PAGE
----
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“I would like to graduate,” he said. “Age on the PGA Tour is such an important thing. Maturity factor and experience are key out here. Guys are playing into their 40s and 50s. If you’re a little kid out here at 19, you’ve got 20 or 30 years to learn things. If things keep on going my way, the earliest I’d probably turn pro is after my junior year. But I’m so far away from that I can’t even talk about it.”

If Lovemark continues to mock the standard learning curve, superstardom might not wait that long. Though extremely rare, amateurs have captured PGA Tour events twice in the last 50 years: Scott Verplank won the 1985 Western Open, and Mickelson took the 1991 Northern Telecom Open. Though such an accomplishment is still a significant leap away, Lovemark isn’t intimidated by the thought. Nor does he shy away from the phenom tag that has smothered so many gifted players.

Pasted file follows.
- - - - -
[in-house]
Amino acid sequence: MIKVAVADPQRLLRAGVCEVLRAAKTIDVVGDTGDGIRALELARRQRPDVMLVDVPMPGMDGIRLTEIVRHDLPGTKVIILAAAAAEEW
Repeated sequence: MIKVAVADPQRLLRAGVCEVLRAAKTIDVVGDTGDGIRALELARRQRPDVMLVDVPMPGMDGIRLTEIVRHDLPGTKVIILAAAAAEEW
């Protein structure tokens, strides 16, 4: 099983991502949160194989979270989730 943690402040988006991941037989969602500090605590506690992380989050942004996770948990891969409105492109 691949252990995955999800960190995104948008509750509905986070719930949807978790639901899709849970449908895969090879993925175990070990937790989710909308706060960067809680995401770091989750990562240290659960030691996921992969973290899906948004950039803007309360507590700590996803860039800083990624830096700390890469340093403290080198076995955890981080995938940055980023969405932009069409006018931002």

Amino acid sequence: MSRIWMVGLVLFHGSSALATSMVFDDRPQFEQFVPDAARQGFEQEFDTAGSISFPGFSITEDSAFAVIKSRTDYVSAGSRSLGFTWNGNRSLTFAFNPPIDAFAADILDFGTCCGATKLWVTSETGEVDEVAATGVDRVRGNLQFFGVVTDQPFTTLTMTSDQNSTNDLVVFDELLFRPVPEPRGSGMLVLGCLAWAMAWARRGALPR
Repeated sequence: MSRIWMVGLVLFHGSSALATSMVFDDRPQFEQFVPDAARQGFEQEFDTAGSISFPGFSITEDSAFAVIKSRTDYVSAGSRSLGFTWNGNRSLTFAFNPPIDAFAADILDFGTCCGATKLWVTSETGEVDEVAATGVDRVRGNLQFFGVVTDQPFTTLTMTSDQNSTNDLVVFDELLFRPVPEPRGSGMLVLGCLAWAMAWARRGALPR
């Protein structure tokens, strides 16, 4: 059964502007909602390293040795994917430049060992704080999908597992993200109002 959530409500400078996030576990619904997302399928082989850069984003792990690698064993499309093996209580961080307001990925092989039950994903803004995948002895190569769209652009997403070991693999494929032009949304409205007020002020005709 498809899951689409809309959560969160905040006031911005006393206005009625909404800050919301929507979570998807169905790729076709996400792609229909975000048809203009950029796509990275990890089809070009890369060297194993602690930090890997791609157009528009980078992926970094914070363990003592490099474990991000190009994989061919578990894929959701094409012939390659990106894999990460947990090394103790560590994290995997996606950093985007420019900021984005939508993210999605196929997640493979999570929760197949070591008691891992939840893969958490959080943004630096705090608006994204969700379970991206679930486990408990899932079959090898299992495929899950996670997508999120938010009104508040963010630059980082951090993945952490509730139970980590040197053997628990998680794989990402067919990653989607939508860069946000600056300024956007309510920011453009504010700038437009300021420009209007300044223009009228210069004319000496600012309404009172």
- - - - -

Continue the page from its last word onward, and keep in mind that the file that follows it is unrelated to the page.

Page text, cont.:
“No, that’s cool. It’s something you think about when you’re a kid, and there’s no reason to be afraid of [stardom],” he said. “If you work hard, it should come to you, so I’m very happy to even be considered that kind of a talent.”